Business on the Key is building for contractors

 

Business on the Key is building for contractors

 

Date: January 16, 2013
by: Robin Hartill | City Editor

 
 

 

 

Realtors aren’t the only ones to benefit from improvements in the housing sector in 2011 and 2012 on Longboat Key.

Total valuations for permits rose slightly from 2011 to 2012, with the new Publix and CVS stores accounting for most of the increase.

But contractors also report that they’ve built their businesses in the past two years because clients have taken on more homebuilding and remodeling projects.

New-home construction is rare on the almost entirely built-out Longboat Key, but has risen in the past two years.

“We’re starting to see an uptick in permits, especially single-family home permits,” said Robin Meyer, director of the town’s Planning, Zoning and Building Department.

In both 2011 and 2012, the town issued 11 new and replacement single-family home building permits, up from four in 2008, when many contractors say construction bottomed out.

The total valuation of 2012 new single-family home construction fell from $10,958,123 in 2011 to $7,574,450, but contractors say that remodeling business is on the rise.

“There’s a big uptick in remodeling,” said Rusty Chinnis, owner of Rusty Chinnis Contractor Inc., who found that in 2012 customers sought bigger remodels, often of their entire home, rather than just a kitchen or a bathroom compared to past years. “I think they both (real estate and construction) respond to increased consumer confidence.”

Chuck Wickersham, co-owner of C&M Construction, said building picked up in 2011 and 2012.
New construction depends on the real-estate market working through the supply of foreclosed homes, according to Wickersham.

“It’s definitely a better environment,” Wickersham said, referring to the relatively low number of foreclosures on the Key. “The ZIP code we’re in is still up there.”

Wickersham expects increased levels of activity to continue, at least through the first quarter of 2013.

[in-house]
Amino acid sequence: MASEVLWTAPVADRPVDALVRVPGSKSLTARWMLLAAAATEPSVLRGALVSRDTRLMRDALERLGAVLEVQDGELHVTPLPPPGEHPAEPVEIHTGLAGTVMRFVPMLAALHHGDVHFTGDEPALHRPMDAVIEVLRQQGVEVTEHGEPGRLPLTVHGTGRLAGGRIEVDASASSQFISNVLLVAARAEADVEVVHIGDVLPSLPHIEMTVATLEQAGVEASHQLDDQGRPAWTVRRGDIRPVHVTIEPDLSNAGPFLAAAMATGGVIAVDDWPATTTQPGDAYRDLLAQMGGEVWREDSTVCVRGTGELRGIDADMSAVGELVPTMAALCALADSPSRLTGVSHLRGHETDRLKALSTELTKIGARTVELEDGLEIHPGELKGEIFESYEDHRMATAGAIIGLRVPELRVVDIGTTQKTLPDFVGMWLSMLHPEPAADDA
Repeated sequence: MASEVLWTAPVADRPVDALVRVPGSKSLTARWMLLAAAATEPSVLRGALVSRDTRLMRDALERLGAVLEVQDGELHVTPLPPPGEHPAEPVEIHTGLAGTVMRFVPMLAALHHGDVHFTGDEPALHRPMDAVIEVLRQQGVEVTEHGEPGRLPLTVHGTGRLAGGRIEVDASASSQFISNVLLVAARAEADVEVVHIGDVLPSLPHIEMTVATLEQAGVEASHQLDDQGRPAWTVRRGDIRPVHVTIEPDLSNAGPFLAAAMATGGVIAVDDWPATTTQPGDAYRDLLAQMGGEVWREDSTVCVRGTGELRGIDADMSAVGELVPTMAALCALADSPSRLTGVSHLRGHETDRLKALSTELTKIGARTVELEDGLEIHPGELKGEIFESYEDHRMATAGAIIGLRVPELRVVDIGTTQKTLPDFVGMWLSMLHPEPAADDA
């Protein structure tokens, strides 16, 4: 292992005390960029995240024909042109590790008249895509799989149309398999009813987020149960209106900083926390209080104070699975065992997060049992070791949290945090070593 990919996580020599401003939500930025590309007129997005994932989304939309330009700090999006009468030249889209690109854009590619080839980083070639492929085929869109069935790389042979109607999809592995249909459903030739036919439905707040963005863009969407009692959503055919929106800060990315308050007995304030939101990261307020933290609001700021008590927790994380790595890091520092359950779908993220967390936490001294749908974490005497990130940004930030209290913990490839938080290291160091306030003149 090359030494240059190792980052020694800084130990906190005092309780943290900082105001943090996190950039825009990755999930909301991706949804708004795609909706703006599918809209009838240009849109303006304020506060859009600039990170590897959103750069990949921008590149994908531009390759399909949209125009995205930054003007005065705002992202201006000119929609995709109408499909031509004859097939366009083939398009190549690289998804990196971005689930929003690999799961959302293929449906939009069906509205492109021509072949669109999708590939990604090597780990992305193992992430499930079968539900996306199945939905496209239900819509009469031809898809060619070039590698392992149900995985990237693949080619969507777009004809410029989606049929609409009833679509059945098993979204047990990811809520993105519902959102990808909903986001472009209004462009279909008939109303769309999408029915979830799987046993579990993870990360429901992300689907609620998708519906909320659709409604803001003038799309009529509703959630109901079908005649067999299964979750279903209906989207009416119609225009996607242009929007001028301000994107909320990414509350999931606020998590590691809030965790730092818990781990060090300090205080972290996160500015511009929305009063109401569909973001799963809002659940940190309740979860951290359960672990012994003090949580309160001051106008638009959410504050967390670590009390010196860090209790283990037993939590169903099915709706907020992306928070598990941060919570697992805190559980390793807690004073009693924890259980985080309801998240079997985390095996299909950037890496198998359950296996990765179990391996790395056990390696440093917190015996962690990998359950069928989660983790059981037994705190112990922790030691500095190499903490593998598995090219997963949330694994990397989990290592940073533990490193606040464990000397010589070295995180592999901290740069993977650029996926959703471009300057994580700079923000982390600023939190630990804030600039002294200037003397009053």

The cost of building materials didn’t change much throughout the downturn. The real savings continue to come from the decrease in labor costs, which Wickersham estimates at about half what they were during the real-estate boom because workers are willing to accept jobs for less pay.

For the first time in nearly a decade, construction of a new Key residential subdivision is under way.

The Tampa-based Collier Walker Real Estate Holdings put plans for the mid-Key enclave, now known as Triton Bend, on hold in 2008, because of the economic downturn. The company put the project on the “front burner,” according to developing agent Walter Hackett, of Michael Saunders & Co., because of encouraging signs in the real-estate market. Construction on the first two of 13 planned homes began in November.

“Sales are up, inventory is way down and, therefore, those conditions are very supportive of new construction,” Hackett said. “There really is no supply of new construction of single-family homes on Longboat. The demand is there on Longboat.”


BY THE NUMBERS

Building permits
Year | Total | Valuation
2011 | 1,006 | $39,919.329.99
2012 | 995 | $42,083,385.18

Single-family home construction/replacement permits
Year | Total | Total valuation
2008 | Four | $2,335,024
2009 | Six | $4,380,700
2010 | 10 | $8,675,274
2011 | 11 | $10,958,123
2012 | 11 | $7,574,450

Source: Longboat Key Planning Zoning & Building Department 

 

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